Understanding Atlanta smog alerts

Atlanta smog alerts: Understanding Code red, Code orange

Code yellow. Code orange. Code red. These are smog alert levels -- the all too familiar phrases we Atlantans have heard during the summer months. Believe it or not we are already one month into smog season here in Atlanta and thankfully we have not yet had a smog alert day. But, rest assured they are coming. In fact, this year we might see more than years past as the EPA has changed the standards on what qualifies for a smog alert day.

According to the Georgia Environmental Protection Division the threshold for what qualifies as a smog alert day was lowered for 2016. The Air Quality Index has changed. In 2015, 60 parts per billion of ozone in our air would qualify for a code yellow smog alert day. Now the threshold has dropped to 55 ppb.

RELATED: Check today's air quality index for Atlanta

The good news is that the air quality in Georgia has steadily improved every year since 2000 which was the low point in our state in terms of air quality.

The Air Quality Scale used in Atlanta ranges from a "Good" AQI of 0 to 50 to a "Hazardous" AQI greater than 300. The latter would trigger health warnings of emergency conditions. The entire population would more likely be affected. (Credit: AirNow.gov)

So what exactly do smog alert days mean for commuters? Drivers are urged to carpool, telecommute, combine trips and drive during off-peak hours during smog alert days. The DOT also suggests to “plan the use of gas-powered lawnmowers, blowers, edgers, chainsaws, and other motorized equipment for cooler evening hours. Refuel vehicles at dusk during cool hours.

While some of those restrictions seem somewhat annoying, it pales in comparison to what commuters are currently dealing with in Mexico City, Mexico. Despite improving air quality in the past decade, this spring Mexico City is enduring some very heavy levels of ozone in it’s air. As a result, the government issued its first “ozone-alert” in almost 14 years. More alerts occurred in April and May. To combat the alerts, the government issued driving restrictions for commuters in Mexico City. Between April and June, every car in Mexico City must be kept off the road at least one day Monday through Friday and at least one Saturday per month. Later alerts required 40 percent of vehicles to be removed for the roads for up to three days a week.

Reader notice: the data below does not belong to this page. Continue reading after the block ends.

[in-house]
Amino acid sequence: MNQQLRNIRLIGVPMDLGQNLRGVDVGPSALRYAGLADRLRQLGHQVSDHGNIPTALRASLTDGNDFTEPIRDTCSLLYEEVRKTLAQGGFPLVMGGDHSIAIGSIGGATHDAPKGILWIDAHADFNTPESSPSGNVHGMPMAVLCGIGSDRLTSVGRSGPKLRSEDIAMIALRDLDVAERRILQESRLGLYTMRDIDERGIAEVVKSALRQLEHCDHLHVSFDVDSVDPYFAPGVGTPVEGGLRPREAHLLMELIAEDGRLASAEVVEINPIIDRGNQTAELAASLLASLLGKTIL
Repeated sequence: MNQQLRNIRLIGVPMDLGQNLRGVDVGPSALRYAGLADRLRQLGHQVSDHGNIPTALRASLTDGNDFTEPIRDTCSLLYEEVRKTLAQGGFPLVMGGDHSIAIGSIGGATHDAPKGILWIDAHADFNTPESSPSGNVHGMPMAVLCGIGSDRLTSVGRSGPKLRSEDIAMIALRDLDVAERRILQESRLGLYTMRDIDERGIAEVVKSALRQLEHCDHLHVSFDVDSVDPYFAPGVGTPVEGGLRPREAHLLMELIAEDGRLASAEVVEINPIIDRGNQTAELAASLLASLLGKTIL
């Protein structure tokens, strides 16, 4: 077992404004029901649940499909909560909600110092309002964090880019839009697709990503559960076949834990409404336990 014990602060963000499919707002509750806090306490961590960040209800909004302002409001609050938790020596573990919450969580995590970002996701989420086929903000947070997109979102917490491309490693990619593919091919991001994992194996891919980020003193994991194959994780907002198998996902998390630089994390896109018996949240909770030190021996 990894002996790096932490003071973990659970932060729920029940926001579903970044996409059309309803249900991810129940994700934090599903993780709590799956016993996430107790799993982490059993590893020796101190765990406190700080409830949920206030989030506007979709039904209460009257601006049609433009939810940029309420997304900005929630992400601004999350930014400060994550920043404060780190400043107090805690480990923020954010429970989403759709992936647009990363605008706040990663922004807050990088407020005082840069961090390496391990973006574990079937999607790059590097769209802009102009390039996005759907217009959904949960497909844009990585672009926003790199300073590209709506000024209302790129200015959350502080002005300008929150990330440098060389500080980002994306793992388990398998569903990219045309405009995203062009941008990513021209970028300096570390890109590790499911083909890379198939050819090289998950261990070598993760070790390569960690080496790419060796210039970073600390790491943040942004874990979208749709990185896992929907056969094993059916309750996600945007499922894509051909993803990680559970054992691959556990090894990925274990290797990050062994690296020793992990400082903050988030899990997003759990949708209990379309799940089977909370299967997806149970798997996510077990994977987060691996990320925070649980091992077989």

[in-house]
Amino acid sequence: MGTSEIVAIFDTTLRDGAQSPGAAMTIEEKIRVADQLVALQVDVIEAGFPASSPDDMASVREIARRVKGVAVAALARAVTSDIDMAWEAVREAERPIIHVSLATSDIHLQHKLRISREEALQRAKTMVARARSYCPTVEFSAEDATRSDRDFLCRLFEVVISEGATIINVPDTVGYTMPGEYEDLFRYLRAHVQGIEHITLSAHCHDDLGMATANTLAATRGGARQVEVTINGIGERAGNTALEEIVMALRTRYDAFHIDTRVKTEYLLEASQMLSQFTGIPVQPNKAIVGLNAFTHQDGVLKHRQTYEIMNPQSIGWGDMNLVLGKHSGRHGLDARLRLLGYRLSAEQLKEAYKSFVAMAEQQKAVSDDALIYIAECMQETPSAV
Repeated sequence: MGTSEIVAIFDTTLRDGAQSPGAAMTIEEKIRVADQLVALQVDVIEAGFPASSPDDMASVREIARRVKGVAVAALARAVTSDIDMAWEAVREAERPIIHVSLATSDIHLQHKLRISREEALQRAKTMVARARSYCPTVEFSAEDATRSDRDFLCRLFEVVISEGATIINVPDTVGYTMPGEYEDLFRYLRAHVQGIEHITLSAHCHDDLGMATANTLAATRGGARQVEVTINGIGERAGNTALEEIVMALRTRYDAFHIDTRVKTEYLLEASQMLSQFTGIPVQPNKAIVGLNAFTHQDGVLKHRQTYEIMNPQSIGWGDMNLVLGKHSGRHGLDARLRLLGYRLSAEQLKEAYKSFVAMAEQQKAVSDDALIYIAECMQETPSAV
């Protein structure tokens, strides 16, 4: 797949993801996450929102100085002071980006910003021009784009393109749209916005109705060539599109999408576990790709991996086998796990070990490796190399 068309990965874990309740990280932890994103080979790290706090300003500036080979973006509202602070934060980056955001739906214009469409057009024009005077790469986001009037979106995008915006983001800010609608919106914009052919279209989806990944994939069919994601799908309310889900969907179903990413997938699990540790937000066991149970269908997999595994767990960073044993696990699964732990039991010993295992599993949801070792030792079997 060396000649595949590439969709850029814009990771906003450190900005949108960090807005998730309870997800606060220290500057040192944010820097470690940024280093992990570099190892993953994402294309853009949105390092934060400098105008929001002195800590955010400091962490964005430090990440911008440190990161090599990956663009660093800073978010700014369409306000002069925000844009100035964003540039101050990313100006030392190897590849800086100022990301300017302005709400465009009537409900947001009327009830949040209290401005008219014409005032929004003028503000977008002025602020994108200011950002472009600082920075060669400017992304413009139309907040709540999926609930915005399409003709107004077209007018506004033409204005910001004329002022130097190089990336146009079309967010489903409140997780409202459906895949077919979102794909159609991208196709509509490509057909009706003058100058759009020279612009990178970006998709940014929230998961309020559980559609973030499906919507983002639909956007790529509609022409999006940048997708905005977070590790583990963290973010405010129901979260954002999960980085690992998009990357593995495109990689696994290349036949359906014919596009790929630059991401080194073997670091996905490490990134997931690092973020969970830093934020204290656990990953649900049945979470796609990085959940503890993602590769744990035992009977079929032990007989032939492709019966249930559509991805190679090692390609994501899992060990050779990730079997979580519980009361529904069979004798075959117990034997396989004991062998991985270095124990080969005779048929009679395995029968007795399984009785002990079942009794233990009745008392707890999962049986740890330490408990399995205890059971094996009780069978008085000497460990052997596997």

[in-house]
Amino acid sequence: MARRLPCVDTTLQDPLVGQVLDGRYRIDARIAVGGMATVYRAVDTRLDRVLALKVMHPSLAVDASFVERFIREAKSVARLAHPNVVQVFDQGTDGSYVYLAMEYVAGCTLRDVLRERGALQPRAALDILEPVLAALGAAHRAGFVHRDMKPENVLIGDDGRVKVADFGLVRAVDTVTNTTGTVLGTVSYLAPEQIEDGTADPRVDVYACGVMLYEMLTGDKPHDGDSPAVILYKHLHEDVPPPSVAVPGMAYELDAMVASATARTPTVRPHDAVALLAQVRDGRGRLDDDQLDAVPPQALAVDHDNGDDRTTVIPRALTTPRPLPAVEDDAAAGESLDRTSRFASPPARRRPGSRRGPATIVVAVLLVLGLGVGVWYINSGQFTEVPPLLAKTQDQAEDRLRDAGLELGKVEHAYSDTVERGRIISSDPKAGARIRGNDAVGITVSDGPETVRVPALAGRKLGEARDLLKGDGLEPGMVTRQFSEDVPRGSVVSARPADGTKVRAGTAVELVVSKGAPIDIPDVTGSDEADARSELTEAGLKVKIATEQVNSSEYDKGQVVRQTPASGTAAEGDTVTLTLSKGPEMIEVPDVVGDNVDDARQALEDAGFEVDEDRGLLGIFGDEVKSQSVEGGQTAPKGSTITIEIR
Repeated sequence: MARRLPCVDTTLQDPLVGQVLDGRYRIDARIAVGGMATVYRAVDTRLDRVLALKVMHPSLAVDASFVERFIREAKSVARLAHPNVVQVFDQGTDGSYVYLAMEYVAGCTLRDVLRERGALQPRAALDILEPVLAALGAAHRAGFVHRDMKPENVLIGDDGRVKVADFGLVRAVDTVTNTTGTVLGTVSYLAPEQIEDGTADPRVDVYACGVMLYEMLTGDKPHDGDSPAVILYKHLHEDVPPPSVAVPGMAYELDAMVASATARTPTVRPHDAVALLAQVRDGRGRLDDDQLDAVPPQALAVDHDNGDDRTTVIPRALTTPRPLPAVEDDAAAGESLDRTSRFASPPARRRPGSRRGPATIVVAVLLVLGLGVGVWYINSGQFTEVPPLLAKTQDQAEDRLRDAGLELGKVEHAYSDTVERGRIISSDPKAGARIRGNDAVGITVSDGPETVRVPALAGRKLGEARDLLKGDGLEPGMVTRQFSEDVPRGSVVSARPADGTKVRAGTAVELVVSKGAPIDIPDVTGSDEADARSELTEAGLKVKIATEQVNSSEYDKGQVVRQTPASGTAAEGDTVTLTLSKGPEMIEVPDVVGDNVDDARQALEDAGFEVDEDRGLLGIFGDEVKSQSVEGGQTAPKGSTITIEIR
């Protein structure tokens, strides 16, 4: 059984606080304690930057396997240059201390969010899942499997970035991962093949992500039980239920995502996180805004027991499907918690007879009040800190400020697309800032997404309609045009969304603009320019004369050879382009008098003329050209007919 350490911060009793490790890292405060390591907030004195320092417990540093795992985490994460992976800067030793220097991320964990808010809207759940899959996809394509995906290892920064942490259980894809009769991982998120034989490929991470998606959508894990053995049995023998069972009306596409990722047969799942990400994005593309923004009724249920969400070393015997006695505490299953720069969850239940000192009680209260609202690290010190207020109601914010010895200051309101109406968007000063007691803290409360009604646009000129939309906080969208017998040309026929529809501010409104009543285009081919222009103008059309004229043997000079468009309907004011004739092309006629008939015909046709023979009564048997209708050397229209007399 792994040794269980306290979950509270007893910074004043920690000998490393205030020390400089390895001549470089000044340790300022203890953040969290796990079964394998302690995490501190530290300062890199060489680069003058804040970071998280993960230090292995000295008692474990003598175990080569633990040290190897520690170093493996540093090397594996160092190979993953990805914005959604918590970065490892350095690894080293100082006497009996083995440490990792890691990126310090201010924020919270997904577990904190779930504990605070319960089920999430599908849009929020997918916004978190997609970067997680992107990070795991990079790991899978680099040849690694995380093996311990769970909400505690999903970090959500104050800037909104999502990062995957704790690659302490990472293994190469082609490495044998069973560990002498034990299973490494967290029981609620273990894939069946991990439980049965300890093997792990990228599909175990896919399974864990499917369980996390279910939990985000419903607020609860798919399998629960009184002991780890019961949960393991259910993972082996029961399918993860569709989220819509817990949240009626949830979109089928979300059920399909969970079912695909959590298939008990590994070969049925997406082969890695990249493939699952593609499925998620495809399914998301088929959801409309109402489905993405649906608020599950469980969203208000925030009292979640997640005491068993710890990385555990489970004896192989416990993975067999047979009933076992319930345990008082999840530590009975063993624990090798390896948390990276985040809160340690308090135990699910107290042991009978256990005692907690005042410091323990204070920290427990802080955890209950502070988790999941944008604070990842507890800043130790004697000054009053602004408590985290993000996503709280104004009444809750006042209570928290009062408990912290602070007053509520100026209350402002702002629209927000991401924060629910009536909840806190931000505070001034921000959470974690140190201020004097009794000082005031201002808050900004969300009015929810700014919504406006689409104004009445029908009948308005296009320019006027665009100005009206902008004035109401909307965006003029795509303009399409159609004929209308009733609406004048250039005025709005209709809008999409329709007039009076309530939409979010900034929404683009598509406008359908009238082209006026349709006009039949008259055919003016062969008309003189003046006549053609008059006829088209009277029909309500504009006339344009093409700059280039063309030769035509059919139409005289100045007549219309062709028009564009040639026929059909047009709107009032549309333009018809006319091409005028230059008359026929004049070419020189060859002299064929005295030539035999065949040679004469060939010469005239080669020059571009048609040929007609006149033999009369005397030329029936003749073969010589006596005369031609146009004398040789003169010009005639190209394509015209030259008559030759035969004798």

The Georgia EPD states that in Georgia, ozone season occurs between April and September since hot sunny days can intensify the creation of ozone. During these months, a team produces a daily ozone pollution forecast for metro Atlanta and Macon, and includes the ozone forecast in the daily “smog alert” using the color coded Air Quality Index.

Ground level ozone is the cause for concern for citizens of Georgia. The higher the concentration, the worse or more severe the smog alert level all the way up to hazardous level when the air quality is a risk for everyone.

What do smog alerts mean for people who breathe in Atlanta? According to the Georgia EPD “Breathing in ground-level ozone can trigger a variety of health problems, including chest pain, coughing and throat irritation. It can worsen bronchitis, emphysema and asthma. Ground-level ozone also can reduce lung function and inflame the linings of the lungs. Repeated exposure may permanently scar lung tissue. Even small amounts in the air can have harmful effects.”

Hopefully we will continue the trend of improving air quality here in Atlanta and we never have to resort to the restrictions taken in Mexico City.

» Metro Atlanta pollen count and allergy index

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